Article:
February 13, 2013

Understand how your credit is scored, and tips to improve your rating

There’s no denying the importance of good credit when it comes to buying a home. A score below 640 could make it nearly impossible to buy a home, and improving your score by even a few dozen points could lead to a lower rate that can save you more than $100 per month on your mortgage bill. In the months preceding you planned home purchase, you should check your credit reports for accuracy, and work to improve your score to give you the best opportunity to buy a home at a great rate.

Check your credit report/scores

We recommend that you check your Equifax, Experian and TransUnion credit reports at least six months before beginning your application for a home loan. This can be done for free once per year through (a web site that will help you access each of the credit reporting sites). You’ll have to pay to get your actual credit score, but you will receive an otherwise full report that will show your payment history, total available credit and how much you owe. Review the reports for inaccuracies, and work with the credit agencies to correct any problems before you begin the loan application process. These reports will give you a good idea on ways to improve your credit score. If you would like to see a free estimated range of your FICO scores, go to Remember, requesting and checking your credit report will not affect your credit score, as long as your request comes directly from the credit reporting agencies.

How credit agencies rate your credit

According to, a division of Fair Isaac (the company that invented the FICO credit risk score that most lenders use), credit scores are broken down into five different categories:
-35 percent: Payment history
-30 percent: Amounts owed and amount of available credit
-15 percent: Length of credit history
-10 percent: New credit
-10 percent: Types of credit used

Knowing this, you can easily see that the most important things to manage to improve your credit score are making payments on time and managing your debt to available credit ratio. A little bit of self-discipline can go a long way in improving your credit score.

Tips to improve your credit

Pay on time:
Since 35 percent of your FICO score is based on your payment history, there is no better way to improve your score than to make you payments on time. According to, even being a day or two late on a payment could mean a drop of up to 110 points on your credit score. Set up automatic payments or payment reminders if necessary, but always pay your credit bills on time, or early. If you have missed any payments, all is not lost. The credit score formula places more weight on recent credit history than the on the past, so get the account current and begin paying on time. Gradually, your score will improve.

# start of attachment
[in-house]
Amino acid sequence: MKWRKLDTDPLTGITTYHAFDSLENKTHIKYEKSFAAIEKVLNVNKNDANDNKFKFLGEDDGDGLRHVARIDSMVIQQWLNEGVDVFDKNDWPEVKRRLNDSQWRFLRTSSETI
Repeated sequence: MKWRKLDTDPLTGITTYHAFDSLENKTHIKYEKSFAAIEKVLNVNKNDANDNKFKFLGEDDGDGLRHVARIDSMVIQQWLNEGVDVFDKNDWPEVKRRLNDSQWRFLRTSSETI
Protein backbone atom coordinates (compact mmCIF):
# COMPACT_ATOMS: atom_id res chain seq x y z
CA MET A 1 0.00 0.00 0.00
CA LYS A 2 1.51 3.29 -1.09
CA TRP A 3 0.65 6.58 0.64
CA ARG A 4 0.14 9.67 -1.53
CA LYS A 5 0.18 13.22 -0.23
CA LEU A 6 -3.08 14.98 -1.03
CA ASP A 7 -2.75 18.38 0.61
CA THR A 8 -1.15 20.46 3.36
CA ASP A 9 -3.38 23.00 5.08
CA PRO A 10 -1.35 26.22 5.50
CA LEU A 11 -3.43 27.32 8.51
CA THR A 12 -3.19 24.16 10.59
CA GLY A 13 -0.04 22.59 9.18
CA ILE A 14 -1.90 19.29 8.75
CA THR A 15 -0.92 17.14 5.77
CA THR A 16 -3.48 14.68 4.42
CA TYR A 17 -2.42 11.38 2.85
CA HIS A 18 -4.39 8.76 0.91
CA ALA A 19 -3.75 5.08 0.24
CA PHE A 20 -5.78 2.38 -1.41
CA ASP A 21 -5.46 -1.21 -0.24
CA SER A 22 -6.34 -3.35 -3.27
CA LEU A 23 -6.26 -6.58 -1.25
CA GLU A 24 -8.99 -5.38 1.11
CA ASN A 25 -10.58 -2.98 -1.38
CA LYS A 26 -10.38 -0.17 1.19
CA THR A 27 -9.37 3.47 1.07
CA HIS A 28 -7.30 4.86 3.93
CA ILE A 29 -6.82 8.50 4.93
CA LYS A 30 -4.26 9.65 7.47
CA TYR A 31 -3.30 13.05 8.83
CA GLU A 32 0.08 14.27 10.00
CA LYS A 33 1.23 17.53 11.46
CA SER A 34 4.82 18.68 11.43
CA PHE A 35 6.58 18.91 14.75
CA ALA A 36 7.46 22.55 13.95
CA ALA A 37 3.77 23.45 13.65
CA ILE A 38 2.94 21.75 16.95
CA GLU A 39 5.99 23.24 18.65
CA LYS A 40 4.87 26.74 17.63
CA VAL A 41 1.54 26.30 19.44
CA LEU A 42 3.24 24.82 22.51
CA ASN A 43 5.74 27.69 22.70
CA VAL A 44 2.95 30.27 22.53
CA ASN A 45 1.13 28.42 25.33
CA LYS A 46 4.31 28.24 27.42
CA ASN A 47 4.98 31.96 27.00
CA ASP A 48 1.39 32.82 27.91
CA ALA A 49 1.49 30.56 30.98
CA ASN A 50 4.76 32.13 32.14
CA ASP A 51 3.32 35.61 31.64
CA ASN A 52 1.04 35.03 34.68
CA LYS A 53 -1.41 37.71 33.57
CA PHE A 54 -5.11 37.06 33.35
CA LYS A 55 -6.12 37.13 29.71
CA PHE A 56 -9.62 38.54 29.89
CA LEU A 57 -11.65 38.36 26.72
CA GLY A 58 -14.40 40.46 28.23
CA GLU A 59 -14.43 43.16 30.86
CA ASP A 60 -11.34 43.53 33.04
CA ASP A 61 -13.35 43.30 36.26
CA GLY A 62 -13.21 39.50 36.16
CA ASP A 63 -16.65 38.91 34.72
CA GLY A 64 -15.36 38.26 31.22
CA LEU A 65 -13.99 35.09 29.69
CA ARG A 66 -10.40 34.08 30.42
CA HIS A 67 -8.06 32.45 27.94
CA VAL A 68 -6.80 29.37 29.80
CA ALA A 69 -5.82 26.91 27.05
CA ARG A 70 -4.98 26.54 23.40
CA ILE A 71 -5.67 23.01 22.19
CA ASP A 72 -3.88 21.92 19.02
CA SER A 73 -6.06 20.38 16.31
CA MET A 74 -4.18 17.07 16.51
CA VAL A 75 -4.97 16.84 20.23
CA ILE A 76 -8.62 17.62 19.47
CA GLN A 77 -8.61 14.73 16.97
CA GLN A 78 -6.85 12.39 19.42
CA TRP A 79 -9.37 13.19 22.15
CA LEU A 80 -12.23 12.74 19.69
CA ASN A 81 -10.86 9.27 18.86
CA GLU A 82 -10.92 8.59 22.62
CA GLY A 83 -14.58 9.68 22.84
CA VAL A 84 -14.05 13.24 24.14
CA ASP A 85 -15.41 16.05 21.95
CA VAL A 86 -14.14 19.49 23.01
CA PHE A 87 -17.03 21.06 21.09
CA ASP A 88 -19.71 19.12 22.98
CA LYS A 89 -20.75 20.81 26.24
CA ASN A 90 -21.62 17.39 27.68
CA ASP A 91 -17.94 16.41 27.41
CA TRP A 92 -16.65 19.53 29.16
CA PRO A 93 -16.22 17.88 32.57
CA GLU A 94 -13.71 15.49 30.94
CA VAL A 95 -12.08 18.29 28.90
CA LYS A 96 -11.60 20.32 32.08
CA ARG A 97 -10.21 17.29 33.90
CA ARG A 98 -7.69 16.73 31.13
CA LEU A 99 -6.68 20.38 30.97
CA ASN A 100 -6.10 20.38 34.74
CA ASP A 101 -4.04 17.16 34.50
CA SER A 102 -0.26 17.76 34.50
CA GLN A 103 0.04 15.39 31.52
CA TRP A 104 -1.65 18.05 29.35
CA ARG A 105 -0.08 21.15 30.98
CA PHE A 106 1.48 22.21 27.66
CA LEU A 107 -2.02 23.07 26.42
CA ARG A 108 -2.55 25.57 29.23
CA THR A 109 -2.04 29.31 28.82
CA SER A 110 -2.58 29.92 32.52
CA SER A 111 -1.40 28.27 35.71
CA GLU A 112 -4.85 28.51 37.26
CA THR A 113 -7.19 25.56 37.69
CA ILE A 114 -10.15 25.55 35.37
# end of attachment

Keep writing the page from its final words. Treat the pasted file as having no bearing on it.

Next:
Use credit wisely: Those who consistently max out their credit cards are considered riskier investments, and have higher credit ratings. Those who use credit sparingly and keep balance in check have higher scores. Try to keep your debt to credit ratio (amount you owe divided by total amount of credit) below 50 percent. Below 20 percent is even better. Consider paying down your debt if possible to lower this ratio, or ask your credit card company to offer more credit. Just don’t be tempted to utilize this higher credit without thinking about the risk.

Use your old credit cards: Use cards for small purchases and pay them off promptly to show an active credit history on the cards. Don’t close your old credit card accounts, as it will lower your amount of available credit, and those with no credit cards are considered a higher risk than those who have them and manage them responsibly.

Limit applications for new credit: A high number of credit inquiries can adversely affect your credit score. Rate shopping doesn’t necessarily affect your score, but be aware that every time you look for new car, get a new cell phone or begin paying for utilities (television, electricity, gas, etc.), your credit probably will be pulled. Don’t open new credit cards in order to increase your available credit, as this can backfire and lower your credit score.

Michael Shotnik
Branch Manager
Colorado Mortgage


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